CSPH 5401 - People, Plants, and Drugs: Introduction to Ethnopharmacology
This course is offered completely online.
Ethnopharmacology is the interdisciplinary science of medicinal plants or natural products utilized by humans. These people-plant (typically) relationships have historically and imminently have produced important medicines integral to modern medicine. Ethnopharmacology integrates aspects of botany, natural products chemistry, pharmacology, pharmacognosy, anthropology, medicine, psychology and comparative religious study. The discipline researches human interactions with biologically active plants (and other living things) as medicines, poisons, and intoxicants with a primary focus on indigenous and non- Western cultures. Ethnopharmacology seeks to document plants and animals used by various cultures, and describe their use and preparation. These plants and their preparations are then studied to identify, isolate, and characterize the active compounds responsible for the plants actions on people.
This introductory ethnopharmacology course will cover both the ethnographic and scientific aspects critical to the process of drug discovery and the evolution of modern medicine. Students will compare cross-cultural perspectives on human interactions with drugs and examine the variety of human interaction with biologically active organisms in their environment.
- At the conclusion of the course the student will be able to:
- Define ethnopharmacology, and demonstrate a broad familiarity with the scope of the subject area covered by ethnopharmacology.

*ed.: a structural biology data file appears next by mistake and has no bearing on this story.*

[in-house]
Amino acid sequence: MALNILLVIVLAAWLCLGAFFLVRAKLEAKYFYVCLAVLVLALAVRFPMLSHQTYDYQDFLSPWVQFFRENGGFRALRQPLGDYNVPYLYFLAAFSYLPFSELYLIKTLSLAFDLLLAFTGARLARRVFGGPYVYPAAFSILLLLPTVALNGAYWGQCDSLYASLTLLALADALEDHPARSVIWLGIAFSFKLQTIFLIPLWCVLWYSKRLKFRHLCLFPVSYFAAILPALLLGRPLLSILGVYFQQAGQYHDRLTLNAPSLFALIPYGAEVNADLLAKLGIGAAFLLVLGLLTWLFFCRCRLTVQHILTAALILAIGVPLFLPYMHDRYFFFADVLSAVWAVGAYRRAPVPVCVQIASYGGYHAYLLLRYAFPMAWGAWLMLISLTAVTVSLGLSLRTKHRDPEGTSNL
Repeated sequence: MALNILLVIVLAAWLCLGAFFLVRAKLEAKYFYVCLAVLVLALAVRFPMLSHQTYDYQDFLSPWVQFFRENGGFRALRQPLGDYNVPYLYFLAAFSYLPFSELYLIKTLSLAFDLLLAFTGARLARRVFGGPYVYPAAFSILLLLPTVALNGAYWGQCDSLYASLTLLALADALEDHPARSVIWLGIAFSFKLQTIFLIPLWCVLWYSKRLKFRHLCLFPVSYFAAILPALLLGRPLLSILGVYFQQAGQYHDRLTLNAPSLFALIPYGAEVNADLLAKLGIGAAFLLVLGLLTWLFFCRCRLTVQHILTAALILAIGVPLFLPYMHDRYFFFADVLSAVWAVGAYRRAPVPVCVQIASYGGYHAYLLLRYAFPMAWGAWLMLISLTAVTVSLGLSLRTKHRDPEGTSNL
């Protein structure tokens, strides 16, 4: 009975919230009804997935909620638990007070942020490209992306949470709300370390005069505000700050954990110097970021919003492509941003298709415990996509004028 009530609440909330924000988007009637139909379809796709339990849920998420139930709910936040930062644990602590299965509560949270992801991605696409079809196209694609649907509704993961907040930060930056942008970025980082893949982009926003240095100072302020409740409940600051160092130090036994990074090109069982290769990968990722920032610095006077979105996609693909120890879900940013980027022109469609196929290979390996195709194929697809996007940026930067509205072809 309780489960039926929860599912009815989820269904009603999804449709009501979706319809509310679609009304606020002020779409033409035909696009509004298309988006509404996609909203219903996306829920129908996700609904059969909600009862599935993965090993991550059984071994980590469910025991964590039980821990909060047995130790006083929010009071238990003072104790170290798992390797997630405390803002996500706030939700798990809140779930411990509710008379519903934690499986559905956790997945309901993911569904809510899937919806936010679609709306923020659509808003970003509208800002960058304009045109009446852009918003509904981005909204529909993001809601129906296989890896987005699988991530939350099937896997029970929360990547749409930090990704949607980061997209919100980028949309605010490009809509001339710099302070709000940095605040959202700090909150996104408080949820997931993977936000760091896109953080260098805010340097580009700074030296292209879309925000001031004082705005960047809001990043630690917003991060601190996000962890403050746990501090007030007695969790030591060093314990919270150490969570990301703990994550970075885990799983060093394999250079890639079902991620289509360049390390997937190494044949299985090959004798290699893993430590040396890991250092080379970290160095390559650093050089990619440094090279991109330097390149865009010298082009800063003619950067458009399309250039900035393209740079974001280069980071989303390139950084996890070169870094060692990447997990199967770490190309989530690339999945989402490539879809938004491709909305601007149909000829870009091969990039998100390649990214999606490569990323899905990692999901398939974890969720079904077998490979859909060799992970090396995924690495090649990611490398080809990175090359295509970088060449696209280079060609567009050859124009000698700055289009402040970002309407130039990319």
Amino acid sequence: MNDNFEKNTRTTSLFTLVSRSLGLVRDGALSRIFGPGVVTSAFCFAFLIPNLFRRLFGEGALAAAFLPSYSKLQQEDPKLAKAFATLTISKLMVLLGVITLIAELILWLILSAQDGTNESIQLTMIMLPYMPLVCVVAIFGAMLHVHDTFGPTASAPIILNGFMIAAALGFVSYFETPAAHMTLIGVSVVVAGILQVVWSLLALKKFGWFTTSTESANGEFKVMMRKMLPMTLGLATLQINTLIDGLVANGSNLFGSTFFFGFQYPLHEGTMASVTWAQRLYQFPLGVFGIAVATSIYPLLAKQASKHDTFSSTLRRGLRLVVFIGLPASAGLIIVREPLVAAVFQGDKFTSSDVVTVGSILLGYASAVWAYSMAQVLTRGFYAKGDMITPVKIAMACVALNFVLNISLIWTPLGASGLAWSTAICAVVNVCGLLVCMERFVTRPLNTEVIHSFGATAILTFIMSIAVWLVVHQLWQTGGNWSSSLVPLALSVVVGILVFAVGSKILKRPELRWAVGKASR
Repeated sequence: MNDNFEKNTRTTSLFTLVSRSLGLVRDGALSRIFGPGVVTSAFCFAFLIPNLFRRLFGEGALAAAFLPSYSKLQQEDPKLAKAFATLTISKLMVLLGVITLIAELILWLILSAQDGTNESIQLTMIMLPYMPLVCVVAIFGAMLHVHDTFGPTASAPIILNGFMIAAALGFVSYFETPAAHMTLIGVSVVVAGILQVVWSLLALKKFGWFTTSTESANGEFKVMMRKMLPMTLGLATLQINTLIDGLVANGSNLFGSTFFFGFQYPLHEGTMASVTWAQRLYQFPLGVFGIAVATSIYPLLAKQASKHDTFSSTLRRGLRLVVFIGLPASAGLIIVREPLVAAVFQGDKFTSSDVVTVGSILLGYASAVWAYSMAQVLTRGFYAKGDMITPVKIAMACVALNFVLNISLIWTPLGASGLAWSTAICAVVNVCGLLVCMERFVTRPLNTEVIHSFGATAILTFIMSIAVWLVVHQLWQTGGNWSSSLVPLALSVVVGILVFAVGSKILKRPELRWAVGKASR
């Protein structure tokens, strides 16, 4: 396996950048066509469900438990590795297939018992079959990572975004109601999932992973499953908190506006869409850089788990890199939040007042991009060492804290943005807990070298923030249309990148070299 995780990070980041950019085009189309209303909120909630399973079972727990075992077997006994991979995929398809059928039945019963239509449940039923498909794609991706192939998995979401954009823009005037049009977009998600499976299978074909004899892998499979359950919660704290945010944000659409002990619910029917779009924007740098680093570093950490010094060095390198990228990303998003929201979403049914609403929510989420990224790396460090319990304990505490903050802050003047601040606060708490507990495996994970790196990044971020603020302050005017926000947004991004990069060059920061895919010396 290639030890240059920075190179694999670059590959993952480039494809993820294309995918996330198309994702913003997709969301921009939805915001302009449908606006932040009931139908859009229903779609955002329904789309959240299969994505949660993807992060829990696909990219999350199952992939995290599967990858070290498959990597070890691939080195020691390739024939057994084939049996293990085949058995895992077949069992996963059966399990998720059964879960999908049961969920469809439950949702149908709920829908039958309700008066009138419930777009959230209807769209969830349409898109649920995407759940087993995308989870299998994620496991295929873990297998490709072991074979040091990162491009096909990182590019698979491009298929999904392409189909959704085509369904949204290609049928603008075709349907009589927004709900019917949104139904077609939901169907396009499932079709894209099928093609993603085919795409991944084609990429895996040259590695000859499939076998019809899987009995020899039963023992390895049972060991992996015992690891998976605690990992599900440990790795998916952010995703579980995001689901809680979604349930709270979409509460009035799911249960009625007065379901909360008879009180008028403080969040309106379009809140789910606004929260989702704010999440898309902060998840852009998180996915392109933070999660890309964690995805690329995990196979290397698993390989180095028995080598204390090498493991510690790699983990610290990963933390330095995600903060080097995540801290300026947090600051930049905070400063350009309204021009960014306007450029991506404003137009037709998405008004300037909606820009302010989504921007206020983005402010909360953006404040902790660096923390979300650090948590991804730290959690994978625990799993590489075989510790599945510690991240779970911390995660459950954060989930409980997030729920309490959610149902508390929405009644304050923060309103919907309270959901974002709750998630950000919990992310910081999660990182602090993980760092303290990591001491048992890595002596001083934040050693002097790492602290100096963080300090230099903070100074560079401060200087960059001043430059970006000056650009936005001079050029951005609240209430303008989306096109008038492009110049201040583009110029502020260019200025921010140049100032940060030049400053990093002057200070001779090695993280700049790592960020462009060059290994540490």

- Demonstrate an understanding of the principles and practices utilized in ethnopharmacological research.
- Have an appreciation of the molecular and species diversity inherent in nature, its relevance to humanity’s well being, and the importance of its preservation.
- Have an appreciation of contemporary issues, diverse perspectives, and ethical, commercial, and legal dilemmas related to issues pertaining to the ownership of indigenous knowledge, intellectual property, regulation of organisms, biopiracy, and genetic resources.
- Understand the role and importance of botanical medicines in the public health programs and medical practices of developing countries and indigenous cultures.
- Demonstrate an appreciation of the contributions of ethnopharmacology to Western medicine and sciences such as pharmacology and chemistry.
- Be acquainted with the literature, databases, and other informational resources pertinent to the study and practice of ethnopharmacology.
- Be familiar with the diverse uses of psychoactive plants in traditional and indigenous cultures, and demonstrate an understanding of crosscultural perspectives pertinent to the use and misuse of psychoactive plants.